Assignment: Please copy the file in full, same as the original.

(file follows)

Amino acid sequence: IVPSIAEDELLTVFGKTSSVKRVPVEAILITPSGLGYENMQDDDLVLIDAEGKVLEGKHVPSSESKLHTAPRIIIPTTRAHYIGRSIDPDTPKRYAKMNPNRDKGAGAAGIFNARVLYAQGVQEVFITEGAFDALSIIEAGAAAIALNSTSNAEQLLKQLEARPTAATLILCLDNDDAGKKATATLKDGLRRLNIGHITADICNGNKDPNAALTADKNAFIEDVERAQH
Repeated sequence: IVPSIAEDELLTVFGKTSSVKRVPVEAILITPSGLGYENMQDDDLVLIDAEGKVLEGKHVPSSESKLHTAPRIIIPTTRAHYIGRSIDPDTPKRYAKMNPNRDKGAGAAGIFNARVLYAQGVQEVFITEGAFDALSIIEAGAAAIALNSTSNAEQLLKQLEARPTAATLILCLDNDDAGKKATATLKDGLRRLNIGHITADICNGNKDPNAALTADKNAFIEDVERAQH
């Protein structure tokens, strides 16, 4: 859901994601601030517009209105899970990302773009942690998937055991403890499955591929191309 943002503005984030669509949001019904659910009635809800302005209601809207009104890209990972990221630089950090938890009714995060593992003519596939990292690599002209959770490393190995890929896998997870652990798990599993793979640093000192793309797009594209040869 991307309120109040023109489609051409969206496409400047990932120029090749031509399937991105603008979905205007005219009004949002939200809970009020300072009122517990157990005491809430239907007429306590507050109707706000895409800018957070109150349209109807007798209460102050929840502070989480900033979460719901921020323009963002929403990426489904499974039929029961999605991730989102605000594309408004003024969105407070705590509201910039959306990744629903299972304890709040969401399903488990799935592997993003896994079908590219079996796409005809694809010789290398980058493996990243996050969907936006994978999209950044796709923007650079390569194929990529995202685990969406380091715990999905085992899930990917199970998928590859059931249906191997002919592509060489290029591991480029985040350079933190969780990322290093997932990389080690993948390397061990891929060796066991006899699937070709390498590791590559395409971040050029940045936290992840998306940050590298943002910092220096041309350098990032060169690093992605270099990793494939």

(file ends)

Amino acid sequence: IVPSIAEDELLTVFGKTSSVKRVPVEAILITPSGLGYENMQDDDLVLIDAEGKVLEGKHVPSSESKLHTAPRIIIPTTRAHYIGRSIDPDTPKRYAKMNPNRDKGAGAAGIFNARVLYAQGVQEVFITEGAFDALSIIEAGAAAIALNSTSNAEQLLKQLEARPTAATLILCLDNDDAGKKATATLKDGLRRLNIGHITADICNGNKDPNAALTADKNAFIEDVERAQH
Repeated sequence: IVPSIAEDELLTVFGKTSSVKRVPVEAILITPSGLGYENMQDDDLVLIDAEGKVLEGKHVPSSESKLHTAPRIIIPTTRAHYIGRSIDPDTPKRYAKMNPNRDKGAGAAGIFNARVLYAQGVQEVFITEGAFDALSIIEAGAAAIALNSTSNAEQLLKQLEARPTAATLILCLDNDDAGKKATATLKDGLRRLNIGHITADICNGNKDPNAALTADKNAFIEDVERAQH
């Protein structure tokens, strides 16, 4: 859901994601601030517009209105899970990302773009942690998937055991403890499955591929191309 943002503005984030669509949001019904659910009635809800302005209601809207009104890209990972990221630089950090938890009714995060593992003519596939990292690599002209959770490393190995890929896998997870652990798990599993793979640093000192793309797009594209040869 991307309120109040023109489609051409969206496409400047990932120029090749031509399937991105603008979905205007005219009004949002939200809970009020300072009122517990157990005491809430239907007429306590507050109707706000895409800018957070109150349209109807007798209460102050929840502070989480900033979460719901921020323009963002929403990426489904499974039929029961999605991730989102605000594309408004003024969105407070705590509201910039959306990744629903299972304890709040969401399903488990799935592997993003896994079908590219079996796409005809694809010789290398980058493996990243996050969907936006994978999209950044796709923007650079390569194929990529995202685990969406380091715990999905085992899930990917199970998928590859059931249906191997002919592509060489290029591991480029985040350079933190969780990322290093997932990389080690993948390397061990891929060796066991006899699937070709390498590791590559395409971040050029940045936290992840998306940050590298943002910092220096041309350098990032060169690093992605270099990793494939």